Rahel. The novel unabashedly celebrates the ‘Other’ in Ammu, her twins and Velutha. By being  
decentred with respect to the more privileged characters in the novel, that at varying points gives the  
impression of being a romance, a whodunit, a social commentary; the novel centres these characters.  
Unlike Marquez in One Hundred Years of Solitude, Roy is strident and uncompromising in pointing out  
the culprits, the whodunits who have conspired to snuff out two lives, that of Velutha and Ammu, and  
have marked the end of Estha and Rahel’s childhood. That Roy paints the characters in colours which  
are monotoned, probably takes away from the many whorls of reality, the novel could have otherwise  
attained. The battle lines of the many battles in the novel are clearly etched out, with clear pointers to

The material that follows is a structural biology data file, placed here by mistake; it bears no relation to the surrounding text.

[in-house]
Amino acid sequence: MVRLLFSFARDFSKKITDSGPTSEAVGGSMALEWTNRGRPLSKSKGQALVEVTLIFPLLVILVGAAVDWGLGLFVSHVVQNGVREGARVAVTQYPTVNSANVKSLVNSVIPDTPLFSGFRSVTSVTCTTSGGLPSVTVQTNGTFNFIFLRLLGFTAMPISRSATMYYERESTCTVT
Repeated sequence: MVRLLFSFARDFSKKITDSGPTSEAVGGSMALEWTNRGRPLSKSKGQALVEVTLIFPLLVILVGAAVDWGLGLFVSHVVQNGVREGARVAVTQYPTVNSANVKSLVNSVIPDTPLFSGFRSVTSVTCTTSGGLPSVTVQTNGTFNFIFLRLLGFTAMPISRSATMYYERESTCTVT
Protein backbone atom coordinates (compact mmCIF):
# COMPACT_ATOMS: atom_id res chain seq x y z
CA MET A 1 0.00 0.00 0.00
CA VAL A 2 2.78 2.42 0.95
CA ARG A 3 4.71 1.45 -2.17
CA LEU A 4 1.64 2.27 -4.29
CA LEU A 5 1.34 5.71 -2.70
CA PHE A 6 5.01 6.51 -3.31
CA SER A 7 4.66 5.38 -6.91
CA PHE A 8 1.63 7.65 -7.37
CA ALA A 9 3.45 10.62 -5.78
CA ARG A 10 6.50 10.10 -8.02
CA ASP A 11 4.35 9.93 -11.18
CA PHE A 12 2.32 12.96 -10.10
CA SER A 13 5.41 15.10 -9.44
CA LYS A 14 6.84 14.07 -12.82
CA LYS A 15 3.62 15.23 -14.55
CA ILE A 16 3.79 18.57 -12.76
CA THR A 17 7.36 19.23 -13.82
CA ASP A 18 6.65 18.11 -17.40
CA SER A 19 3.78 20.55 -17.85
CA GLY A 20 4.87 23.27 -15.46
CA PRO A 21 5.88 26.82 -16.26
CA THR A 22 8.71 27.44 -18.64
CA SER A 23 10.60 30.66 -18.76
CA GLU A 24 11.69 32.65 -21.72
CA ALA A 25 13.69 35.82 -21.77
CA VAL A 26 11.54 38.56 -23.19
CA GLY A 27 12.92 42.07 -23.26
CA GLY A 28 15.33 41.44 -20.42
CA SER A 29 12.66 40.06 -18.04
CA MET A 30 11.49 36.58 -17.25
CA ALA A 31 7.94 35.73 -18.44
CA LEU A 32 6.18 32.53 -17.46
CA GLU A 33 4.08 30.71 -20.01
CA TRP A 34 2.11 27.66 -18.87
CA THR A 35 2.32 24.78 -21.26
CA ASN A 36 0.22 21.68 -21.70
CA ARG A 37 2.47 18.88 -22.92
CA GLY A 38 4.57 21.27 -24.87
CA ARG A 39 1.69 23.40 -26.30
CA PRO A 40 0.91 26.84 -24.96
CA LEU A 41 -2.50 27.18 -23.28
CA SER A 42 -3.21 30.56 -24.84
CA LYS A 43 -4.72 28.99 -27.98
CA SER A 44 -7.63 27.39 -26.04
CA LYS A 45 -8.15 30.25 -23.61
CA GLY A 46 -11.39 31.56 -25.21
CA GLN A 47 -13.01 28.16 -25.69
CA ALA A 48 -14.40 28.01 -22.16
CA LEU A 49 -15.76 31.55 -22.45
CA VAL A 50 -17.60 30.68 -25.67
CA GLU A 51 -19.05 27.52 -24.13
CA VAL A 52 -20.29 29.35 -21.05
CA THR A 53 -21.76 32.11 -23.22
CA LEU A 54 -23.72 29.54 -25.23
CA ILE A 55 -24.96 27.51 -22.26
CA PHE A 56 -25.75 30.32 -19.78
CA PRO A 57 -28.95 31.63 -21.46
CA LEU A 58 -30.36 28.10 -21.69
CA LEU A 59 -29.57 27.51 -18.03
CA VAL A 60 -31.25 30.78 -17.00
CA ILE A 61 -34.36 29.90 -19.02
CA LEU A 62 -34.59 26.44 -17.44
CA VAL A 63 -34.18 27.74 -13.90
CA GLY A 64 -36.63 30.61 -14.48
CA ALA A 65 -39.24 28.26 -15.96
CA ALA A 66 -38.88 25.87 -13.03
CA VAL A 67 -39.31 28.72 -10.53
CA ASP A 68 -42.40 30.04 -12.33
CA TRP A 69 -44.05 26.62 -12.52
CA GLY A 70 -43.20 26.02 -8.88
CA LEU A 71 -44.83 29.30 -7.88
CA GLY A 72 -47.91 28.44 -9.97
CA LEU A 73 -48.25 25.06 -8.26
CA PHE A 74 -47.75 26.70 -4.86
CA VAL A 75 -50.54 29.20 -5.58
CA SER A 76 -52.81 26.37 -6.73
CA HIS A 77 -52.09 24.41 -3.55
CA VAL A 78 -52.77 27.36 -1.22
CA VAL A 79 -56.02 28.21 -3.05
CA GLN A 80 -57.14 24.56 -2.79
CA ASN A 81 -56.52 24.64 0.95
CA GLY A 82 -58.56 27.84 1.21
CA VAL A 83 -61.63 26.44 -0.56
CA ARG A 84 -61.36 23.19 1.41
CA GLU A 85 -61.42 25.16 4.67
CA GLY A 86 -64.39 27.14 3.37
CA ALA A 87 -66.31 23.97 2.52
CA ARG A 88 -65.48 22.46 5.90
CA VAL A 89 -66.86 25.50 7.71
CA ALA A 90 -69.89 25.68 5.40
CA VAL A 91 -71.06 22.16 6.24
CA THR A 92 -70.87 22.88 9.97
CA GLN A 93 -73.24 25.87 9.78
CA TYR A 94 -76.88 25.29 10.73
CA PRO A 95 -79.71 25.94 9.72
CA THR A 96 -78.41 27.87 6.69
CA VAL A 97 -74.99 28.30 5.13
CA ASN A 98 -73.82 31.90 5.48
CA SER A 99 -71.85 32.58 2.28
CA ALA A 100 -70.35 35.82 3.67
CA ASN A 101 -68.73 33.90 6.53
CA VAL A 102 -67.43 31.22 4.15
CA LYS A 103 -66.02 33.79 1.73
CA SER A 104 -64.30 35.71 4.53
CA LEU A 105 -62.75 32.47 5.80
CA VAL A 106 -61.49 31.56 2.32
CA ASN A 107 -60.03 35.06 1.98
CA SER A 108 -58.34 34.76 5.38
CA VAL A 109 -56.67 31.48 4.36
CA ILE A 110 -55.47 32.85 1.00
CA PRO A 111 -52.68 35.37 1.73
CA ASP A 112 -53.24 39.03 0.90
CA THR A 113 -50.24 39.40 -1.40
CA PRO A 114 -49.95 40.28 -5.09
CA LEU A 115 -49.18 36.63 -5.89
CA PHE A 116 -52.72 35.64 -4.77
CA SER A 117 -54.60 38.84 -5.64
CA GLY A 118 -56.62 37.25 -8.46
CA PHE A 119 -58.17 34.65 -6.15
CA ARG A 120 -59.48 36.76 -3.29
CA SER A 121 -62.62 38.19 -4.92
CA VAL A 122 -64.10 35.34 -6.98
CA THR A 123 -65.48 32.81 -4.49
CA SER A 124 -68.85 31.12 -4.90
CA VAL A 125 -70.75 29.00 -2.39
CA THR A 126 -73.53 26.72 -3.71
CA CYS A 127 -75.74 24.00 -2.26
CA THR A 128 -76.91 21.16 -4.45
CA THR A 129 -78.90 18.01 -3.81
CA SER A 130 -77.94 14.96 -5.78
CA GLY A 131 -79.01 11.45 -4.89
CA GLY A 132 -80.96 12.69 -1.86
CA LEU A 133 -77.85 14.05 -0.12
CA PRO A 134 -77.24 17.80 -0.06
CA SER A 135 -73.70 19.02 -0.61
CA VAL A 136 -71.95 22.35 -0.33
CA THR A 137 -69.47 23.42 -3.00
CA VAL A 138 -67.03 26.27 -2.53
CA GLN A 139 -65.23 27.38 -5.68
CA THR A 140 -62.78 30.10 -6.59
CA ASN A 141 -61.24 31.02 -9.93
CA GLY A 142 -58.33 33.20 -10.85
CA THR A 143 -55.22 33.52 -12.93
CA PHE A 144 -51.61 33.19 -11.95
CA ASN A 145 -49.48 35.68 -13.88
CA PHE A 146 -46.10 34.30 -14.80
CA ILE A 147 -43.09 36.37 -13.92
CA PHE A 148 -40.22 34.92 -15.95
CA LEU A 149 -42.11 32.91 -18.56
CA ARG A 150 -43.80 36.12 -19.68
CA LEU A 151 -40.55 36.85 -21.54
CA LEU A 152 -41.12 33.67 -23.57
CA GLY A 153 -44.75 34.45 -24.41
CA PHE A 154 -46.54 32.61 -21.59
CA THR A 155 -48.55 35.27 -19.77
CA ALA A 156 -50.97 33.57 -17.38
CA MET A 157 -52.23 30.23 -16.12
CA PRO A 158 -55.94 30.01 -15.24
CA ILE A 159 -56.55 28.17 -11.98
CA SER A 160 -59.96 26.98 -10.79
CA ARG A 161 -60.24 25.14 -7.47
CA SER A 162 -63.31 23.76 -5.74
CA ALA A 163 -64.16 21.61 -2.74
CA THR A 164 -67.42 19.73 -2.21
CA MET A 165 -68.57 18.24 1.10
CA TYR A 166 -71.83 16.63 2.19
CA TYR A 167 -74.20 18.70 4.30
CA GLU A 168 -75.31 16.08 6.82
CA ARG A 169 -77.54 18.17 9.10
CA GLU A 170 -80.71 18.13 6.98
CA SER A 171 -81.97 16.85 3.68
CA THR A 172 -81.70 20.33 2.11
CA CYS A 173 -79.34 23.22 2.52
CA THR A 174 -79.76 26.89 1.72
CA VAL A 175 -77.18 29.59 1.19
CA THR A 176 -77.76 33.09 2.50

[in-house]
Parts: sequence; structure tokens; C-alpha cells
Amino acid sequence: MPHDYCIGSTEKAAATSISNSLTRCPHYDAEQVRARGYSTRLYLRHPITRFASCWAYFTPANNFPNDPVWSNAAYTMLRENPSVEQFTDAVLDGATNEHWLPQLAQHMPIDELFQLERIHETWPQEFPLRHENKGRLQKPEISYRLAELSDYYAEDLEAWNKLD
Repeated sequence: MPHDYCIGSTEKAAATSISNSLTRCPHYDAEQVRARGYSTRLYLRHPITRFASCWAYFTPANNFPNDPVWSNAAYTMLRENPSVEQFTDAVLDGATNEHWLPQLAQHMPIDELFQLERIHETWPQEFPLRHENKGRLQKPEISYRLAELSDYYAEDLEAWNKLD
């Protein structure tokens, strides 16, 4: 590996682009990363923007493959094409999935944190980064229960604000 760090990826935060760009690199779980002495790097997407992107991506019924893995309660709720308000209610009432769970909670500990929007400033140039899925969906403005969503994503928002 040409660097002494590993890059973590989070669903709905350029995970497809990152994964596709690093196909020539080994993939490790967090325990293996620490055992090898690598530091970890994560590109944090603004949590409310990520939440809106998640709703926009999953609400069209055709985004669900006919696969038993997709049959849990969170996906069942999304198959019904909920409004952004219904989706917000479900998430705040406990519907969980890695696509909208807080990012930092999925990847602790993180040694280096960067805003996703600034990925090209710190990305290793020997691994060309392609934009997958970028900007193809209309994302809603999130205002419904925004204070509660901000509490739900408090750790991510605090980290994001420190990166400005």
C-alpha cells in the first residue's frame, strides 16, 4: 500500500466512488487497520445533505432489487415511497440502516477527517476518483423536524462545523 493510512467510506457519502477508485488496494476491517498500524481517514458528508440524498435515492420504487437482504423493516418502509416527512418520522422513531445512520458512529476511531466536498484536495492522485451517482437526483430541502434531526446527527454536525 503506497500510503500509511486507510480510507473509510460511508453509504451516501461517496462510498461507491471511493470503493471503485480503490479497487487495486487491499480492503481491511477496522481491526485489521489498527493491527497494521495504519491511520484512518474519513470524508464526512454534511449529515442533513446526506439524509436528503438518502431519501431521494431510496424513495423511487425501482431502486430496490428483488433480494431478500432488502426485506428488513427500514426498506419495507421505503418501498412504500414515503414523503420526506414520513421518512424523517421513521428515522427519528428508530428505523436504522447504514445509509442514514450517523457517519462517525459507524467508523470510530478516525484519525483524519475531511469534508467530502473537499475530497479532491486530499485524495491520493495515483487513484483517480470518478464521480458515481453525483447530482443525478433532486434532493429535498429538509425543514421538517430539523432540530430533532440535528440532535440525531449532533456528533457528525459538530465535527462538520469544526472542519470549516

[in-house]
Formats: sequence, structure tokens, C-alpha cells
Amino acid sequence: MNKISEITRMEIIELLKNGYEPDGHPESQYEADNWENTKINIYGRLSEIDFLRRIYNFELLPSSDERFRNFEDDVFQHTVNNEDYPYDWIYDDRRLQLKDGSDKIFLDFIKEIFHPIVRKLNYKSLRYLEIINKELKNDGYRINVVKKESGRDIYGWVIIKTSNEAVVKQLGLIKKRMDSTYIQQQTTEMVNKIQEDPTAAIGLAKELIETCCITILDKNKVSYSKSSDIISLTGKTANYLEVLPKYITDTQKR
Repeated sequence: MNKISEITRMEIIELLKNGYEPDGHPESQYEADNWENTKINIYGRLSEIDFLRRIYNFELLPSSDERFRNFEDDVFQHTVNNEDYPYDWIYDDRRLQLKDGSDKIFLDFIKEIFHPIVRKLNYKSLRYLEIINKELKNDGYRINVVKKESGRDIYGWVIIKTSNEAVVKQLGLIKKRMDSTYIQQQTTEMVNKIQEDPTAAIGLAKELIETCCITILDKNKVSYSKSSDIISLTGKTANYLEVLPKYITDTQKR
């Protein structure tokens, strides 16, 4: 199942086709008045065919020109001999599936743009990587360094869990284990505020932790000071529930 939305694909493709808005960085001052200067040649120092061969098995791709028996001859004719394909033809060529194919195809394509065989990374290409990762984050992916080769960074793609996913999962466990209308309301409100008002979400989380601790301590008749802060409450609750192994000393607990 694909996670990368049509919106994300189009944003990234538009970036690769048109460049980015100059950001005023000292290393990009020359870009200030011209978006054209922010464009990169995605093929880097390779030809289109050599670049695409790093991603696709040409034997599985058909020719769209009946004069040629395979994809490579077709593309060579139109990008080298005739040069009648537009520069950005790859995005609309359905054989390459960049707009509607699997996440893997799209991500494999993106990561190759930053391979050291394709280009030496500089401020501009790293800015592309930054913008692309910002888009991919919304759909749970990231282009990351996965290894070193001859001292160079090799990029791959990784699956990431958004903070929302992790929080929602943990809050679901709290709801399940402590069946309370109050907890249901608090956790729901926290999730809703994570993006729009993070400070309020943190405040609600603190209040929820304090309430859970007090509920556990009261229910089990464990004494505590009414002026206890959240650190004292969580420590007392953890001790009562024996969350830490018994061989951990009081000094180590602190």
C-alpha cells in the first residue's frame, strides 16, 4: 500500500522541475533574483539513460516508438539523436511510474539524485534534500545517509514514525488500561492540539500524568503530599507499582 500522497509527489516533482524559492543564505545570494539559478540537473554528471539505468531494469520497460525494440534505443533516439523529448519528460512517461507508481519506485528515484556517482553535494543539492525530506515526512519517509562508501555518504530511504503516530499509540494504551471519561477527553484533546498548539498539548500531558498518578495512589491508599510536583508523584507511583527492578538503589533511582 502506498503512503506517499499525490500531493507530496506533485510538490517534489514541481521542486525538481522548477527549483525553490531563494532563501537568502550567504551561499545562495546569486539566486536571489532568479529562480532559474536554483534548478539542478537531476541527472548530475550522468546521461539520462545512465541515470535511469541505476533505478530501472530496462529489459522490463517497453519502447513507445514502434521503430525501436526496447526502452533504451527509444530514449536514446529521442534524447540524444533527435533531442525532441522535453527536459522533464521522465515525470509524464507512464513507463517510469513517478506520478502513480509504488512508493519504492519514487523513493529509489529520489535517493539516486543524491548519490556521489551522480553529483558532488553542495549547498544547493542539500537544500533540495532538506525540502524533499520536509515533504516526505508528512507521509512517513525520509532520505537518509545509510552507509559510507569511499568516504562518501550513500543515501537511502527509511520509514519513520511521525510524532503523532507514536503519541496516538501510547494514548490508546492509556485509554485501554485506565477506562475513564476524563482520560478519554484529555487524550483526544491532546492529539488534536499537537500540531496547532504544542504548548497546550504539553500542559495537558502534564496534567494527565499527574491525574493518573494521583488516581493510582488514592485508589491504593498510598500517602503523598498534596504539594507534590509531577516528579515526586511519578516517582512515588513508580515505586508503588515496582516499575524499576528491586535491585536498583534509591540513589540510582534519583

othering’ of characters. Chacko and Ammu, the twins and Ammu and the rest of the family, Velutha  
and the rest of the society, the proletariat and the bourgeois, the world of the 1960’s and that of 1990’s,  
are some of the dualities locked in situations which offer no sense of redemption.  
The early life of the twins is described as “ those early amorphous years when memory had only just  
begun, when life was full of Beginnings and no Ends, and everything was For Ever” (3)and they were  
oblivious of the “confusion(which) lay in a deeper, more secret place”(4). The early life of the twins can  
be seen as a metaphorical description of an Edensque neo-nation on its way to discovering its place  
in the world, aspiring to be untouched by the morass of yesterday, dreaming each other’s dreams,  
living the memory of the other and born of a Bengali father and a Kerala Syrian Christian mother in  
Shillong on the road to Assam, almost born into the threshold space of a bus .  
The author creates a microcosm of the story to be told in the first chapter. In sharp cuts and fades, the  
first chapter sets the pattern for the rest of the novel, which pendulates between the 1960s and the  
990s.The drama of the novel took place during the former years and the latter period offers a vantage